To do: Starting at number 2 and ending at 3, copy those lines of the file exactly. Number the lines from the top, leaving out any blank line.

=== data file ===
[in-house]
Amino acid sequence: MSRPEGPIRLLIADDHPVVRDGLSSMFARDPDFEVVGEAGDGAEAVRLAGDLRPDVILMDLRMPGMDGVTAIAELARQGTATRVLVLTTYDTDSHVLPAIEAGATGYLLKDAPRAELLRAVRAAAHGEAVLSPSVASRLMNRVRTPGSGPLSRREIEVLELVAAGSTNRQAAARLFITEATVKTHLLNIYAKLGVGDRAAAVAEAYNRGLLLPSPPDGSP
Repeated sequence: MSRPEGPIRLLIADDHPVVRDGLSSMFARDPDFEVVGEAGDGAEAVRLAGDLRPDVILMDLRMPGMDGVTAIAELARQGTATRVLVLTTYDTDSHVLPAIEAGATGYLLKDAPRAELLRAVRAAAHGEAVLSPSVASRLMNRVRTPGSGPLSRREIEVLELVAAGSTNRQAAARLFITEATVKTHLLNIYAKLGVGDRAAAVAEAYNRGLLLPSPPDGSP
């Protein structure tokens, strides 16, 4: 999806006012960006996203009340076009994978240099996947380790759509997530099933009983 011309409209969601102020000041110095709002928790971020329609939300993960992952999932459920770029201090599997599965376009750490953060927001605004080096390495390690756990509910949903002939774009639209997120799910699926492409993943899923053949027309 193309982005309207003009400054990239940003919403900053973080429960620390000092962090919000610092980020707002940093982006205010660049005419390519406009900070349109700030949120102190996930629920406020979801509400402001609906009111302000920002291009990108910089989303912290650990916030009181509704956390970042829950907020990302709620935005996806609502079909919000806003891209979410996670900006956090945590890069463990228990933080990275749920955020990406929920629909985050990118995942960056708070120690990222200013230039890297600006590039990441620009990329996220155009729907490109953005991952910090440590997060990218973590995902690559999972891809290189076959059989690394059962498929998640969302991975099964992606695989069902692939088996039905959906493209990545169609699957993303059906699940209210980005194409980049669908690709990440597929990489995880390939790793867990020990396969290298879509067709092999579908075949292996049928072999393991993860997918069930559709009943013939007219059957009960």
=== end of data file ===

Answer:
Amino acid sequence: MSRPEGPIRLLIADDHPVVRDGLSSMFARDPDFEVVGEAGDGAEAVRLAGDLRPDVILMDLRMPGMDGVTAIAELARQGTATRVLVLTTYDTDSHVLPAIEAGATGYLLKDAPRAELLRAVRAAAHGEAVLSPSVASRLMNRVRTPGSGPLSRREIEVLELVAAGSTNRQAAARLFITEATVKTHLLNIYAKLGVGDRAAAVAEAYNRGLLLPSPPDGSP
Repeated sequence: MSRPEGPIRLLIADDHPVVRDGLSSMFARDPDFEVVGEAGDGAEAVRLAGDLRPDVILMDLRMPGMDGVTAIAELARQGTATRVLVLTTYDTDSHVLPAIEAGATGYLLKDAPRAELLRAVRAAAHGEAVLSPSVASRLMNRVRTPGSGPLSRREIEVLELVAAGSTNRQAAARLFITEATVKTHLLNIYAKLGVGDRAAAVAEAYNRGLLLPSPPDGSP